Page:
Please don't post just to criticize the question. Either you have an answer or you don't.

Last edited by QuietMike; 04-02-2010 at 05:05 PM. Reason: added content
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post #4 of 8 Old 04-02-2010, 08:51 PM
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Join Date: Sep 2008
Location: Southern Maine (USA)
Posts: 1,393
I put in Kouba's which lower the rear 1 1/8" and I lowered the front by 5/8" and my kick stand looks fine as it is. I was going to grind the stop at the top but it doesn't look like I have to.

Edit: After finally getting back on the road today, I found two parking lots that convinced me that I need to grind about an 1/8" off the top stop. With my Dremel tool, that should take me about 4 weeks to accomplish.


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Last edited by PhotoBiker; 04-03-2010 at 07:27 PM.
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post #5 of 8 Old 04-04-2010, 09:14 AM Thread Starter
Join Date: Oct 2009
Location: Scarborough, Ontario
Posts: 36
Thank you all for sharing your experience with me.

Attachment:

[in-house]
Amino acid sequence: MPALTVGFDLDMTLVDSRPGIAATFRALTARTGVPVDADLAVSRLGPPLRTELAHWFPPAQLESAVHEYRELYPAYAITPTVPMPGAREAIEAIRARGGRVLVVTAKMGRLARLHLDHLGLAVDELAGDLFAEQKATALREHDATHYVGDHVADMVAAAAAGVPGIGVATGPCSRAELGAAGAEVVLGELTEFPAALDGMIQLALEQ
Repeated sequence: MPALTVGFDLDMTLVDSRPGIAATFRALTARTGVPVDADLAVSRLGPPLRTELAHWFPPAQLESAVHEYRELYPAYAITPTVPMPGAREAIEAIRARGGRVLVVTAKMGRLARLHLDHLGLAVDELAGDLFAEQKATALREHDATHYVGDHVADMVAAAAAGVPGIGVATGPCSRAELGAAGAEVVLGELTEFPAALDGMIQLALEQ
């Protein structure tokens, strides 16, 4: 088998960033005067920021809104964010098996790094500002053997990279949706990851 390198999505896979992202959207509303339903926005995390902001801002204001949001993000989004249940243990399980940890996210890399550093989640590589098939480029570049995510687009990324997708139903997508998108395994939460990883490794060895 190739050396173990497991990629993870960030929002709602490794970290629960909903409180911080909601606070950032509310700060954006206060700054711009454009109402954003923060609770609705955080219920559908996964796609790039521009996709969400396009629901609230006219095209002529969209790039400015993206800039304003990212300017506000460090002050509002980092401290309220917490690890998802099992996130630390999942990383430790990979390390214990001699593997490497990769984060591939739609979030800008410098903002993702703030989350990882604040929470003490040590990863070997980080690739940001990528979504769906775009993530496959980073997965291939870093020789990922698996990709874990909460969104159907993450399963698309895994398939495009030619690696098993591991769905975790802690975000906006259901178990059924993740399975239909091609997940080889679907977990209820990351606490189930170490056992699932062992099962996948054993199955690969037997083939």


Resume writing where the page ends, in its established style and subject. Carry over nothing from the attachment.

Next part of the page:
I had done research on the Net last night and wander into a site that sells suspension and other accessories for certain Kawasaki (like the Versys) and Yamaha bikes. There is a what they can a "Flatfoot for Lowering Kit" that may solve my problem. Basically, after you have lowered your bike, saw off about half an inch of the original kick stand and then install the "Faltfoot" at the end and your your are done! See hyperlink here: http://motowerk.com/flatfootforloweringkit.aspx

However, I need to find out if the diameter of the kickstand leg on the Versys is the same (or even close) to the one on my Wee. I will drop by a Kawa dealer in a couple of days to take some measurements on the Versys kick stand. Stay tuned!

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post #6 of 8 Old 04-08-2010, 05:26 PM Thread Starter
Join Date: Oct 2009
Location: Scarborough, Ontario
Posts: 36
I had time in my hands yesterday after work and managed to raised the front forks by almost 3/4". I rear has been previously lowered by 1-1/4".
I immediately noticed that the bike does not lean as much as before I drop the front. Cranking the handle bar to the left locking position is a must to put more weight on the kick stand. Luckily, the SW Motech center stand still works fine.